Real Estate Financial Fitness Q&A

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Wondering what’s the latest in real estate? Every year, the Financial Planning Association of New York sponsors a “Financial Fitness Day” at New York University, co-sponsored by Moneyland. This year’s real estate discussion (which I participated in with Hedda Nadler of Mount and Nadler and David Breitstein of Apple Mortgage) addressed some especially timely questions.

Here’s a sample:

Q: Is the old rule that the time horizon to hold a property should be at least five years still in effect?

A: With the housing slump, average “tenure” — length of time Americans spend in their homes – has actually lengthened, from six to nine years, according to a chart published at Credit Sesame using statistics from the National Association of Realtors. If you’re planning on become a homebuyer, though, the issue is not average tenure, but will you be in the home long enough to ride out an economic down-cycle. So you want to take a look at housing statistics in your area, which your realtor should be able to give you. In many markets five years will be long enough, but in some — as residents of speculative markets like Phoenix and Vegas can tell you — seven years is a better rule of thumb.

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Q: Should I get a mortgage if I have the ability to pay all cash?

A: This isn’t so much a real estate question as it is a personal finance question. If you buy a home with cash, you’ll be giving up the time value of the money you spend. The question is what you would do with the money if you borrowed instead? Invest in stocks? Buy a car? If you can borrow at 4%, and are confident that you could earn more with the money by investing it, then it may make sense to borrow. But bear in mind that you’ll also get a tax deduction on the mortgage interest you pay on the first $1 million that you borrow.

Q: How are millennials affecting the housing market?
A: This generation (generally defined as people born from 1980 to 2000, and therefore including people in their twenties and early thirties) faces special challenges, as they’ve come of age in a climate where student loan debt is high — almost like a second mortgage. The jobs market in recent years hasn’t been pretty either, with the result than many young people have come back to roost with their parents. That’s the bad news. The good news is that this generation has a lot of pent-up housing demand, and, with today’s low rates, should be able to enter the market as the economy recovers.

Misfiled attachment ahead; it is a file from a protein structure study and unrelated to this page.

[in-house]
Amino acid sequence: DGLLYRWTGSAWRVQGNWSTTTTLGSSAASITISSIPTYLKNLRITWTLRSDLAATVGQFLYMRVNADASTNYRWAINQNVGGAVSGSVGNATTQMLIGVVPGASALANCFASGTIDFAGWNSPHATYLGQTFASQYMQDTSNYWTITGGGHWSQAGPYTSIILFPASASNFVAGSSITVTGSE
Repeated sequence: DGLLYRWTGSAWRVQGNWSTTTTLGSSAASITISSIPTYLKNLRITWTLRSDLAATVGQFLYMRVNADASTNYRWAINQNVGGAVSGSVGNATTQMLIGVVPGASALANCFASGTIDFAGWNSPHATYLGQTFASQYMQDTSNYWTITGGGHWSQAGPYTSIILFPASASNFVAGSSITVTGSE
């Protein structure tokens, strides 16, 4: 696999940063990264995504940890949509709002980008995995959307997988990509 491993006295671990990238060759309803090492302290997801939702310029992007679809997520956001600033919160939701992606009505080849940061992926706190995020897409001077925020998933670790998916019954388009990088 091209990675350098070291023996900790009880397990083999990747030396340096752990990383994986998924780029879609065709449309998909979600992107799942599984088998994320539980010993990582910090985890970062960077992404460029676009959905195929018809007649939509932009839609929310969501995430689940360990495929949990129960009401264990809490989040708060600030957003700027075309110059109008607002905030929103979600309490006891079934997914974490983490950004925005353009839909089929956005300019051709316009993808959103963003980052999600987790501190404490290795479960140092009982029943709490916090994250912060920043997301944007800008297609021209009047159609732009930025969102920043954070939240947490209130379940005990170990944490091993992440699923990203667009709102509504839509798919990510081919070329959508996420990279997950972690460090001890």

[time-link title="(Rental Vacancies Drop as Young People (Finally) Move Out)" url=http://moneyland.time.com/2012/04/05/rental-vacancies-drop-as-young-people-finally-move-out/]

Q: If I know my mortgage costs, how can I estimate my total housing costs?

Too often, a potential homebuyer will think of her housing costs as simply the cost of her mortgage. This simplification especially distorts rent-vs.-buy calculations.  (As one industry saying goes, “You can rent your house, or you can rent the money to buy your house.”) Don’t forget to add in property taxes (ask home sellers to provide copies of their property tax bills) which can range from .18% to 1.89% of your home’s value annually, according to the Tax Foundation. Property taxes can be deducted on your federal income taxes, but that’s a deduction that gets phased out for homeowners who get hit by the AMT.

Also worth considering are utility bills, especially those you might not be used to paying as a renter — heat and water, for example. Homeowner’s insurance should also be figured into the calculation. And don’t forget to include a number in your budget for home maintenance; a good rule of thumb there is that you’ll spend between 2% and 3% of your home’s value each year. Some years you won’t spend that much, but setting it aside will enable bigger projects, like re-shingling the roof or renovating the kitchen, in other years.

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Q: Why can’t I find real bargains on foreclosures in my area? If the housing market slumps, then you should be able to find some serious bargains, right? Unfortunately, a lot of the low-hanging fruit gets snapped up quickly by flippers and local real estate agents or contractors who know the local housing stock intimately.

It’s also important to consider condition when you talk about distressed properties: Heavily discounted foreclosures have often suffered through months, if not years, of neglect — so some of the money you save will have to be reinvested in additional maintenance. I’m not saying that you can’t find a foreclosure that’s right for you, but don’t expect to save a huge amount of money in the process.

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